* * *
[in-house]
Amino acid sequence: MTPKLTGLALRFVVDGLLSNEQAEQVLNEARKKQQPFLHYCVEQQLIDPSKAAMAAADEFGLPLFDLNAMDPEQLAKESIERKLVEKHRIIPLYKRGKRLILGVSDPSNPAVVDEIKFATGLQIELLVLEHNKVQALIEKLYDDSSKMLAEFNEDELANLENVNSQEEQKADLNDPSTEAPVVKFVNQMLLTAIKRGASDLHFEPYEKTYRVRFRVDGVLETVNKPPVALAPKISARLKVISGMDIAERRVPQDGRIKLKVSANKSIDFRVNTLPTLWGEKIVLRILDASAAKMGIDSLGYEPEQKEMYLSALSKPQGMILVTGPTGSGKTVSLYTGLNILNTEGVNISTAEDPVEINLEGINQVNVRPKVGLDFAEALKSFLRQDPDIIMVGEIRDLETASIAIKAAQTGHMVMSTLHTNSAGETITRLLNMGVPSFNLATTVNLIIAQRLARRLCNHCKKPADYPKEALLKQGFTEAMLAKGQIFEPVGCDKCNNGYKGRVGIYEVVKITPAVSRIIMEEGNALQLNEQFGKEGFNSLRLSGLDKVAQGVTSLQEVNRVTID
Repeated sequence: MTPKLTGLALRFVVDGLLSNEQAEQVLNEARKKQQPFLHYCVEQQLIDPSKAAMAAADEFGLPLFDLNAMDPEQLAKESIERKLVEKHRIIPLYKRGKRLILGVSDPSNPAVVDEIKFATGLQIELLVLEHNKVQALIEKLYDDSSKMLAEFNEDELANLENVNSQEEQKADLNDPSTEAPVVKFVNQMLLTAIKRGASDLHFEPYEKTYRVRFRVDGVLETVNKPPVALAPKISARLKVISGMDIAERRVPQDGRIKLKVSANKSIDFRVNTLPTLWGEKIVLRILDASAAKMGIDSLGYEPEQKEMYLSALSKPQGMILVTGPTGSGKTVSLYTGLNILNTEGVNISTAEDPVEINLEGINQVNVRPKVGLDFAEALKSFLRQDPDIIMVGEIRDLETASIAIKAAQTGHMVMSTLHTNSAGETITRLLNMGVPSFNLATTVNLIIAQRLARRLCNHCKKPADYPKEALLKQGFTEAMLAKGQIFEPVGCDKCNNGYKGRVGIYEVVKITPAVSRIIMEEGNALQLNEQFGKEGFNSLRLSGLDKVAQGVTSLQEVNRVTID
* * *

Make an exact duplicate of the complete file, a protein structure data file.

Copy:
[in-house]
Amino acid sequence: MTPKLTGLALRFVVDGLLSNEQAEQVLNEARKKQQPFLHYCVEQQLIDPSKAAMAAADEFGLPLFDLNAMDPEQLAKESIERKLVEKHRIIPLYKRGKRLILGVSDPSNPAVVDEIKFATGLQIELLVLEHNKVQALIEKLYDDSSKMLAEFNEDELANLENVNSQEEQKADLNDPSTEAPVVKFVNQMLLTAIKRGASDLHFEPYEKTYRVRFRVDGVLETVNKPPVALAPKISARLKVISGMDIAERRVPQDGRIKLKVSANKSIDFRVNTLPTLWGEKIVLRILDASAAKMGIDSLGYEPEQKEMYLSALSKPQGMILVTGPTGSGKTVSLYTGLNILNTEGVNISTAEDPVEINLEGINQVNVRPKVGLDFAEALKSFLRQDPDIIMVGEIRDLETASIAIKAAQTGHMVMSTLHTNSAGETITRLLNMGVPSFNLATTVNLIIAQRLARRLCNHCKKPADYPKEALLKQGFTEAMLAKGQIFEPVGCDKCNNGYKGRVGIYEVVKITPAVSRIIMEEGNALQLNEQFGKEGFNSLRLSGLDKVAQGVTSLQEVNRVTID
Repeated sequence: MTPKLTGLALRFVVDGLLSNEQAEQVLNEARKKQQPFLHYCVEQQLIDPSKAAMAAADEFGLPLFDLNAMDPEQLAKESIERKLVEKHRIIPLYKRGKRLILGVSDPSNPAVVDEIKFATGLQIELLVLEHNKVQALIEKLYDDSSKMLAEFNEDELANLENVNSQEEQKADLNDPSTEAPVVKFVNQMLLTAIKRGASDLHFEPYEKTYRVRFRVDGVLETVNKPPVALAPKISARLKVISGMDIAERRVPQDGRIKLKVSANKSIDFRVNTLPTLWGEKIVLRILDASAAKMGIDSLGYEPEQKEMYLSALSKPQGMILVTGPTGSGKTVSLYTGLNILNTEGVNISTAEDPVEINLEGINQVNVRPKVGLDFAEALKSFLRQDPDIIMVGEIRDLETASIAIKAAQTGHMVMSTLHTNSAGETITRLLNMGVPSFNLATTVNLIIAQRLARRLCNHCKKPADYPKEALLKQGFTEAMLAKGQIFEPVGCDKCNNGYKGRVGIYEVVKITPAVSRIIMEEGNALQLNEQFGKEGFNSLRLSGLDKVAQGVTSLQEVNRVTID